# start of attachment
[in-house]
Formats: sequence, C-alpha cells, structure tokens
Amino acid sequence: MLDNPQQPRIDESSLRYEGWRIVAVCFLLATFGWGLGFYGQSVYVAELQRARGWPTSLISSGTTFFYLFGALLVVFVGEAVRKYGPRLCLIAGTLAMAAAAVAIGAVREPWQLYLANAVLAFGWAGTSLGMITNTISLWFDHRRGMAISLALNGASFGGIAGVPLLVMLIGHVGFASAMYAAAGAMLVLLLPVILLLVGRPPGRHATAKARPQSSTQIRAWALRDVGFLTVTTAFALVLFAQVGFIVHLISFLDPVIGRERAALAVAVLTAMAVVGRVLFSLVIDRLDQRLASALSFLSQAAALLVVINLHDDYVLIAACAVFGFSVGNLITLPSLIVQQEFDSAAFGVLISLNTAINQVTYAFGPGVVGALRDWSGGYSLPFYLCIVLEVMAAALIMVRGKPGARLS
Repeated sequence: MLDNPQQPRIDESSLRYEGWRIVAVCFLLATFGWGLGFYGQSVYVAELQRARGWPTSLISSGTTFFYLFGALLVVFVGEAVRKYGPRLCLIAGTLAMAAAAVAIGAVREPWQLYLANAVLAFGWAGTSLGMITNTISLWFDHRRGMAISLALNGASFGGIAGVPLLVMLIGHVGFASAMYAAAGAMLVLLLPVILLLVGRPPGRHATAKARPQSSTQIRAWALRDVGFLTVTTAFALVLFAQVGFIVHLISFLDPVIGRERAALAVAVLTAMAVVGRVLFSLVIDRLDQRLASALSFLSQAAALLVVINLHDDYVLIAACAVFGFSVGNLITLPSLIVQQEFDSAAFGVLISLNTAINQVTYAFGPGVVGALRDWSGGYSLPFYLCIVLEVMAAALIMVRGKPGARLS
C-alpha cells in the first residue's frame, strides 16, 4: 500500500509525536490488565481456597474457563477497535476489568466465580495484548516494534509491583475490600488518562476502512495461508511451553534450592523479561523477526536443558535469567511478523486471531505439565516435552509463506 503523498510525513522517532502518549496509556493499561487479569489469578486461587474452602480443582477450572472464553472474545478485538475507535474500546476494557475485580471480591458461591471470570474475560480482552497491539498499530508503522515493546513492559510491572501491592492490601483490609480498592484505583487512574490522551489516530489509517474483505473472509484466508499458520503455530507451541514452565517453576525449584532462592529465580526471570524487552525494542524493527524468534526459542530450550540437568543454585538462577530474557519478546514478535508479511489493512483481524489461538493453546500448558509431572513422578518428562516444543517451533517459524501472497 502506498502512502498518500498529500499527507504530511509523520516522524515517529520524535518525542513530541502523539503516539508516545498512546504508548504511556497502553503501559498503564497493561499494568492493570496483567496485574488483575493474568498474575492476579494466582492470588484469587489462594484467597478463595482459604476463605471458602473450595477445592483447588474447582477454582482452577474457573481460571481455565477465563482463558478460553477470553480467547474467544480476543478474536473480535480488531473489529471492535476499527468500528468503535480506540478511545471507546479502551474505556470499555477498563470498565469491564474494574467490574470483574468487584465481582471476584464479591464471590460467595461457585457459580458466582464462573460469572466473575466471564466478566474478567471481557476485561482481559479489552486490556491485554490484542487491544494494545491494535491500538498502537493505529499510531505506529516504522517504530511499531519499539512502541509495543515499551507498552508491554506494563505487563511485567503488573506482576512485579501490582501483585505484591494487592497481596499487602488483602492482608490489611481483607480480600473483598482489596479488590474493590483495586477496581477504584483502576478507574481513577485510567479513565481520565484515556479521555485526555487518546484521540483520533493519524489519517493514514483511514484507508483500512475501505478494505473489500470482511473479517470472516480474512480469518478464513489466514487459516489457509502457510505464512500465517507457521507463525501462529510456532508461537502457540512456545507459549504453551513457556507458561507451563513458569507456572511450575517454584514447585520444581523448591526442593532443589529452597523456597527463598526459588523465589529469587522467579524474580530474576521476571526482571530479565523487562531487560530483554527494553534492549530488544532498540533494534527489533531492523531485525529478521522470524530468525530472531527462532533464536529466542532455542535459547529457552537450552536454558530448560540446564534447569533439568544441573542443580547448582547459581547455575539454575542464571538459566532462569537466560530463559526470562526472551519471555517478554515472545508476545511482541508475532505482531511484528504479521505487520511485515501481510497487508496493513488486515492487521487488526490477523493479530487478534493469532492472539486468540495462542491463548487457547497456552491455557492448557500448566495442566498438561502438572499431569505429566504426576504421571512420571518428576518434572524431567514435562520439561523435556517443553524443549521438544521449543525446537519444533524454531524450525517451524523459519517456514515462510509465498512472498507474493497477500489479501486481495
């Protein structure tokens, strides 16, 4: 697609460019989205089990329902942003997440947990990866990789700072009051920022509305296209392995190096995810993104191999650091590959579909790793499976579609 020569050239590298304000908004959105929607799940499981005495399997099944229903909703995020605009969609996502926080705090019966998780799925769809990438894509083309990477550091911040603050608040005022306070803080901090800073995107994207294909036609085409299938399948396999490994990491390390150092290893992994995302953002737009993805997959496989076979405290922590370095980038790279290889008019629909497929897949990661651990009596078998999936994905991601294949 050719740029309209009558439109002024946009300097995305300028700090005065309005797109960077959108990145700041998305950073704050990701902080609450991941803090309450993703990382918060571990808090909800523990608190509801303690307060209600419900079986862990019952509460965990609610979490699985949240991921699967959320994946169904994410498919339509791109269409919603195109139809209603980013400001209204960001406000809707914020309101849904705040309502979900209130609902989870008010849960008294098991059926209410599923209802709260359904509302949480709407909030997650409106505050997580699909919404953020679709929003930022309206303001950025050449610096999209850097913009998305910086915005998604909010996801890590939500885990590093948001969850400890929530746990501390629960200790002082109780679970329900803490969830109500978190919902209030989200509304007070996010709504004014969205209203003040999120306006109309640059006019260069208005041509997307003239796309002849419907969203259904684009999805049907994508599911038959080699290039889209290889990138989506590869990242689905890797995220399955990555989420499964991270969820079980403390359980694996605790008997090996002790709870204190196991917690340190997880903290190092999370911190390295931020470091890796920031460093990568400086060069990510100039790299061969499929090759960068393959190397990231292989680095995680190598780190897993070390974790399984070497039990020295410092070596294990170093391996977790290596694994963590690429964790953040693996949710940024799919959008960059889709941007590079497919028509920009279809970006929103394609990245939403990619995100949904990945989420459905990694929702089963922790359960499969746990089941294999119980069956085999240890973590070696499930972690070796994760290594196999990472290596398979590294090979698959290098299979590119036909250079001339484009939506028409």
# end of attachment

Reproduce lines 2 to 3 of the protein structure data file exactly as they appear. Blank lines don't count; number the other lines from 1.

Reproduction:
Formats: sequence, C-alpha cells, structure tokens
Amino acid sequence: MLDNPQQPRIDESSLRYEGWRIVAVCFLLATFGWGLGFYGQSVYVAELQRARGWPTSLISSGTTFFYLFGALLVVFVGEAVRKYGPRLCLIAGTLAMAAAAVAIGAVREPWQLYLANAVLAFGWAGTSLGMITNTISLWFDHRRGMAISLALNGASFGGIAGVPLLVMLIGHVGFASAMYAAAGAMLVLLLPVILLLVGRPPGRHATAKARPQSSTQIRAWALRDVGFLTVTTAFALVLFAQVGFIVHLISFLDPVIGRERAALAVAVLTAMAVVGRVLFSLVIDRLDQRLASALSFLSQAAALLVVINLHDDYVLIAACAVFGFSVGNLITLPSLIVQQEFDSAAFGVLISLNTAINQVTYAFGPGVVGALRDWSGGYSLPFYLCIVLEVMAAALIMVRGKPGARLS